Image: Senate Journal of the First Congress, First Session, showing entry for April 6, 1789. National Archives, Records of the U.S. Senate
“…I am ready to place a company of fifty lady sharpshooters at your disposal.”
Letter to President William McKinley from Annie Oakley in which she offers the services of a company of fifty lady American sharpshooters who would provide their own arms and ammunition, to the government should war break out with Spain., 04/05/1898 - 04/05/1898
Item from Records of the Adjutant General’s Office. (03/04/1907 - 09/18/1947)
Don’t forget—the National Archives’ new exhibition “Making Their Mark: Stories Through Signatures” opens March 21, 2014.
On April 4, 1789, the House elected the first doorkeeper, Gifford Dalley, and assistant doorkeeper, Thomas Clayton. The resolution to create the positions was passed by the House of April 2.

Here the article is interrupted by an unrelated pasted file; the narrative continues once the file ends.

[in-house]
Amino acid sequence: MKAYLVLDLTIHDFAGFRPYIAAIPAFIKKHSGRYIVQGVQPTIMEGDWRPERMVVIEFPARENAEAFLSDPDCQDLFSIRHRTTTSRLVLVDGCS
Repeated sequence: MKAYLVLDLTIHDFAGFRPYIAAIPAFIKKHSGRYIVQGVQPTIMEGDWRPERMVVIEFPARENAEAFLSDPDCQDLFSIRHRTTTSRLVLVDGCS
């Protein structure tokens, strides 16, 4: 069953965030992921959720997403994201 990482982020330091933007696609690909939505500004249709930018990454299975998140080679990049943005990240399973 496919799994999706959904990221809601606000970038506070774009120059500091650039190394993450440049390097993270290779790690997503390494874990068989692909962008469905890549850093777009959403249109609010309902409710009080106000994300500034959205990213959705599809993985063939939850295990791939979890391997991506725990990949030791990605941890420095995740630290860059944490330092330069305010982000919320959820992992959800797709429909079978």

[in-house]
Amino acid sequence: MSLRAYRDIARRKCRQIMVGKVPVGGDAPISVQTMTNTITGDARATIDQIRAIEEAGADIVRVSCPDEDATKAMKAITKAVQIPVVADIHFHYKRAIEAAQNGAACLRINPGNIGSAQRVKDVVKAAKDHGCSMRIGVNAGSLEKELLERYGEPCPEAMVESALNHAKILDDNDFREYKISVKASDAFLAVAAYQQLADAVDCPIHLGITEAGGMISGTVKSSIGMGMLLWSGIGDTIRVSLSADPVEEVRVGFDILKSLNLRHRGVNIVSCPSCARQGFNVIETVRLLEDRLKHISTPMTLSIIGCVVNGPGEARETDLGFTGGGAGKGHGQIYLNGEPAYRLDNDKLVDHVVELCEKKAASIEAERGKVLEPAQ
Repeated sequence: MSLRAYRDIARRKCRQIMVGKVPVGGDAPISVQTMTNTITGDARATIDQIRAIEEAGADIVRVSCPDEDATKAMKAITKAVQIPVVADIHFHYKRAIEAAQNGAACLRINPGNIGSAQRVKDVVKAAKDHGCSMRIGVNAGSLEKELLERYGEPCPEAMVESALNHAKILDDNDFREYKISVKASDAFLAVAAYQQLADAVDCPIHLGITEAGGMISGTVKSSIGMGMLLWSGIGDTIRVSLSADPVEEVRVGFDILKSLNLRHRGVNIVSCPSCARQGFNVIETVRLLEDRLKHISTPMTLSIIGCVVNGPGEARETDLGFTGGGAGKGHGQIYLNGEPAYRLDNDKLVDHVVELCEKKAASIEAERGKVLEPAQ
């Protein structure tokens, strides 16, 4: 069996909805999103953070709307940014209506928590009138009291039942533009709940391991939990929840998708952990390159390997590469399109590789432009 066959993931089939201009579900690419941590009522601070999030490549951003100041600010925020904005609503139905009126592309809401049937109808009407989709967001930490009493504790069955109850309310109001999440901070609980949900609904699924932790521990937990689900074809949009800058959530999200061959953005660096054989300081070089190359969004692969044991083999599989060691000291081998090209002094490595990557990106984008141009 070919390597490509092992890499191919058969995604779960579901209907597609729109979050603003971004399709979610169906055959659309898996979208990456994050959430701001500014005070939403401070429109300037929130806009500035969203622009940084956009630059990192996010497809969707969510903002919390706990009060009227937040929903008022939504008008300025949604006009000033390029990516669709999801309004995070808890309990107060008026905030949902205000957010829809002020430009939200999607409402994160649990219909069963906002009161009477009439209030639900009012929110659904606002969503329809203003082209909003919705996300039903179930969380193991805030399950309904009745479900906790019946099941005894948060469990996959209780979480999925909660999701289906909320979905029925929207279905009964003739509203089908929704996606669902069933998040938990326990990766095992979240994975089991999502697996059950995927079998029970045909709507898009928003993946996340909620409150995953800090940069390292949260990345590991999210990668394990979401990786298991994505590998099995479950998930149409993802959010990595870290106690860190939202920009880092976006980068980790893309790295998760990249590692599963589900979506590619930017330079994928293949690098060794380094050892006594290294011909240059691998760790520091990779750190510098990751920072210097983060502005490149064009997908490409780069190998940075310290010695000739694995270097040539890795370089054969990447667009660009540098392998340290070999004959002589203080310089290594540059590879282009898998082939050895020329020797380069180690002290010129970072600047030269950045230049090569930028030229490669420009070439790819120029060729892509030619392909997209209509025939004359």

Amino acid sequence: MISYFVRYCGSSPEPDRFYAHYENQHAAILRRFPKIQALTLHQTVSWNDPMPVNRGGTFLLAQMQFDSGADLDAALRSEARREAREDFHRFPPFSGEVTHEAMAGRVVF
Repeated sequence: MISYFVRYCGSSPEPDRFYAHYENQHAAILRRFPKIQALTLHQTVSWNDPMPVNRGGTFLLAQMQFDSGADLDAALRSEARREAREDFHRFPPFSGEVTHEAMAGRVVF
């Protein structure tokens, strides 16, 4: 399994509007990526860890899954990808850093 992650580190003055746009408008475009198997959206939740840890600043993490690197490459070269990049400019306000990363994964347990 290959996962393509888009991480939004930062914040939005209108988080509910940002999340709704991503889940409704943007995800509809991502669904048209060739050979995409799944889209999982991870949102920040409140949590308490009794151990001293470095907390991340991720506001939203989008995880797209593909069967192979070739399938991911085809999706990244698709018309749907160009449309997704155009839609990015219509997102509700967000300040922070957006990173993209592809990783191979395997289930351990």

A Future President Visits the White House, 1949
During his first year as a Congressman Gerald R. Ford was assigned to the House Committee on Public Works. He and the other committee members met with President Truman and toured the White House on April 2, 1949. Afterwards Ford wrote these reflections on the building that would become his residence 25 years later.
Ford’s notes on the White House visit from the Ford Congressional Papers, Committee on Public Works, October 1948-April 1949.
President Truman’s appointment calendar courtesy of the Harry S. Truman Library & Museum.
On April 2, 1789, the second day that the House was officially conducting business, they appointed a committee to determine the standing rules and the rules and duties of the Sergeant at Arms.